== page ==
Such an illustrative fluid includes: an aqueous based continuous phase, and a shale hydration inhibition agent that is the product of the reaction of an alkylene oxide with a oxyalkyldiamine. Generally, the oxyalkyldiamine has the formula
H2NY[OY′]xNH2
in which Y and Y′ are alkyl groups having 1 to 6 carbon atoms and x is a value from about 1 to about 10. The alkylene oxide may be any reactive alkylene oxide group but it is preferably selected from ethylene oxide, propylene oxide, and butylene oxide. In one example of the present illustrative embodiment the molar ratio of alkylene oxide to oxyalkyldiamine is greater than 1:2. That is to say the molar ratio of alkylene oxide to oxyalkyldiamine may be from about 1:2 resulting in reaction products previously described above. Or if desired, the molar ratio may be adjusted to values such as 1:1, 2:1, 3:1 and so forth including fractional values.

In the above slurrification fluids, the shale hydration inhibition agent is present in the drilling fluid in sufficient concentrations to reduce the swelling of shale clay that may be contained in the drill cuttings. A preferred embodiment of the illustrative fluids is formulated such that the aqueous based continuous phase is selected from: fresh water, sea water, brine, mixtures of water and water soluble organic compounds and mixtures of these. The fluid may optionally contain a fluid loss control agent selected from the organic polymers, starches, and mixtures thereof as well as any of the other optional components previously mentioned.

One of skill in the art should also appreciate that the present invention includes a method of disposing of drill cuttings that include a water swellable shale clay, into a subterranean formation. Such an illustrative method includes: grinding the drill cuttings in a water-base fluid to form a slurry, and injecting said slurry into said subterranean formation. The water based fluid is that described above and preferably contains: an aqueous based continuous phase and a shale hydration inhibition agent as previously described above. A preferred embodiment includes a shale hydration inhibition agent that is the product of the reaction of an alkylene oxide with a oxyalkyldiamine. Generally, the oxyalkyldiamine has the formula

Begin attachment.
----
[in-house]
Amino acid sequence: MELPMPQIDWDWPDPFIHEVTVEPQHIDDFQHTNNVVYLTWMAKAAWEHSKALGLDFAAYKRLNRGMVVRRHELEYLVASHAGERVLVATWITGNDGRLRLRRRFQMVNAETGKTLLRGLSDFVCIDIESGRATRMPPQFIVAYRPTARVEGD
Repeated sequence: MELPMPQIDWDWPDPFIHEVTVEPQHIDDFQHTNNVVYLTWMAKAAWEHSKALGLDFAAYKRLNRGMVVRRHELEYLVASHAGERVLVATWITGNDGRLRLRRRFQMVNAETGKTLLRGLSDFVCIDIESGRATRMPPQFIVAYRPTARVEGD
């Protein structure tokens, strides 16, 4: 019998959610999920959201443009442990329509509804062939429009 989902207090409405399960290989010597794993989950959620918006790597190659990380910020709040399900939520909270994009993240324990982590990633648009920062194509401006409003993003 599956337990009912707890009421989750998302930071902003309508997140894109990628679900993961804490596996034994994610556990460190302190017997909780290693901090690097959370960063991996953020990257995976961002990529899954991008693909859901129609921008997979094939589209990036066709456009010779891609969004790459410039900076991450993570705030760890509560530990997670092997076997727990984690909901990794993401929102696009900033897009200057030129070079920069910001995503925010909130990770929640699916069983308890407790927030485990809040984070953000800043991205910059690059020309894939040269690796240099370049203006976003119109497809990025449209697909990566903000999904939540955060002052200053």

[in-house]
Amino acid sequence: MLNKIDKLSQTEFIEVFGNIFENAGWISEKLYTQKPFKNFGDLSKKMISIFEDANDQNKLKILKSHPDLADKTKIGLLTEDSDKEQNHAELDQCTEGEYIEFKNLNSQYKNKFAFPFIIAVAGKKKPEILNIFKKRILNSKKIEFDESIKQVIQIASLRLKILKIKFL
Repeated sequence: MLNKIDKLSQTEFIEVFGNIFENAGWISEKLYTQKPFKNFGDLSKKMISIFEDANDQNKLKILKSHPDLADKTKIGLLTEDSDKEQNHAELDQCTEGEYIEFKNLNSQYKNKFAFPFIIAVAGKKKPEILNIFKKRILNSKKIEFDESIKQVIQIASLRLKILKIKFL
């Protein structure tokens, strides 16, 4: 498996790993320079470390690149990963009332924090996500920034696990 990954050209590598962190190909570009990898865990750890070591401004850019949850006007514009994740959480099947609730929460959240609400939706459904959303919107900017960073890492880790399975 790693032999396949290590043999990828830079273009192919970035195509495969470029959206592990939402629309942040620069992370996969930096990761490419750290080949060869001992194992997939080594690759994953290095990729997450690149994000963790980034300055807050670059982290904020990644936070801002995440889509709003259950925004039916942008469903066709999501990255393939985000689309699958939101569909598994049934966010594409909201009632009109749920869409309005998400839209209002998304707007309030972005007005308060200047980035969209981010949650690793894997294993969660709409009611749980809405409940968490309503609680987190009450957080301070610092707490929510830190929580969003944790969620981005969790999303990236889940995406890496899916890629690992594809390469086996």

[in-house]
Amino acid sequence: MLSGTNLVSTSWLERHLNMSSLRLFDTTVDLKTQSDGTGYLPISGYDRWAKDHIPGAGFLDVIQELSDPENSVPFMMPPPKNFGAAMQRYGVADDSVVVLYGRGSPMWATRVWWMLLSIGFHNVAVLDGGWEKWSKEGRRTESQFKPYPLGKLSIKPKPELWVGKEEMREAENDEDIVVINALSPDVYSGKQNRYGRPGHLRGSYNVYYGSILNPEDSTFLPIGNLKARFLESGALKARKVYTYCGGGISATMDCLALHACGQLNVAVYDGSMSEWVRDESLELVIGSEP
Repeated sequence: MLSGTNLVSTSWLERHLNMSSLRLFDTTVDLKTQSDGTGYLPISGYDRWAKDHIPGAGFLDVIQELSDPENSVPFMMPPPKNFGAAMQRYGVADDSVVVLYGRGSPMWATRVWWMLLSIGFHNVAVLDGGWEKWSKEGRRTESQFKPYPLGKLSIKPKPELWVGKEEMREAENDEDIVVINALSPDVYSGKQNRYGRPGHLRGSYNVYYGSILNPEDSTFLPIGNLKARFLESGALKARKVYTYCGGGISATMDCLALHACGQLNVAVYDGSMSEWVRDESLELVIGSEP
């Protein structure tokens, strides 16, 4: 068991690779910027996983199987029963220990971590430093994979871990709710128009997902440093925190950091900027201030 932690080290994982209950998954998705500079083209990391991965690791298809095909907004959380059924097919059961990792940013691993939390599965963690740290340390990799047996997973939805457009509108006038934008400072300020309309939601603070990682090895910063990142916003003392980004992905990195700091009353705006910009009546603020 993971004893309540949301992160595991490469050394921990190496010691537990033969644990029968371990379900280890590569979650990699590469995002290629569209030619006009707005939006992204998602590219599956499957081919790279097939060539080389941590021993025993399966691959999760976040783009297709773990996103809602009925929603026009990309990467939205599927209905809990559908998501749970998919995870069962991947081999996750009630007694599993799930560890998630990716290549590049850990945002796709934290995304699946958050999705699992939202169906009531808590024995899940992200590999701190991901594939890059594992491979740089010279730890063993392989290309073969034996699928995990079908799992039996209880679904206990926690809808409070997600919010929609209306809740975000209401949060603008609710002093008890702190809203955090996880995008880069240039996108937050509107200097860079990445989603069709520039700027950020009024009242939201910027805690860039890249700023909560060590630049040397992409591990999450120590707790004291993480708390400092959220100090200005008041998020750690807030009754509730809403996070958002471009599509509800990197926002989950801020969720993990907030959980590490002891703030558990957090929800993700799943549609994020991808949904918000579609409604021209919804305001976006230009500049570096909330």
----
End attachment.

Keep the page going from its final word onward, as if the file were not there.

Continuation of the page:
H2NY[OY′]xNH2
in which Y and Y′ are alkyl groups having 1 to 6 carbon atoms and x is a value from about 1 to about 10. The alkylene oxide may be any reactive alkylene oxide group but it is preferably selected from ethylene oxide, propylene oxide, and butylene oxide. In one example of the present illustrative embodiment the molar ratio of alkylene oxide to oxyalkyldiamine is greater than 1:2. That is to say the molar ratio of alkylene oxide to oxyalkyldiamine may be from about 1:2 resulting in reaction products previously described above. Or if desired, the molar ratio may be adjusted to values such as 1:1, 2:1, 3:1 and so forth including fractional values. As with the other fluids of the present invention, the shale hydration inhibition agent is present in sufficient concentration to reduce the swelling of the shale clay present in the drilling cuttings.

While the compositions and methods of this invention have been described in terms of preferred embodiments, it will be apparent to those of skill in the art that variations may be applied to the process described herein without departing from the concept and scope of the invention. All such similar substitutes and modifications apparent to those skilled in the art are deemed to be within the scope and concept of the invention as it is set out in the following claims.

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Classifications
U.S. Classification507/133, 507/246
International ClassificationC09K8/24, C09K8/04, C09K8/22
Cooperative ClassificationC09K8/24, C09K8/22, C09K2208/12
European ClassificationC09K8/22, C09K8/24
Legal Events
DateCodeEventDescription
Jan 3, 2011FPAYFee payment
Year of fee payment: 4
Dec 9, 2004ASAssignment
Owner name: M-I L.L.C., TEXAS
Free format text: ASSIGNMENT OF ASSIGNORS INTEREST;ASSIGNORS:PATEL, ARVIND D.;STAMATAKIS, EMANUEL;DAVIS, ERIC;AND OTHERS;REEL/FRAME:016073/0672
Effective date: 20020129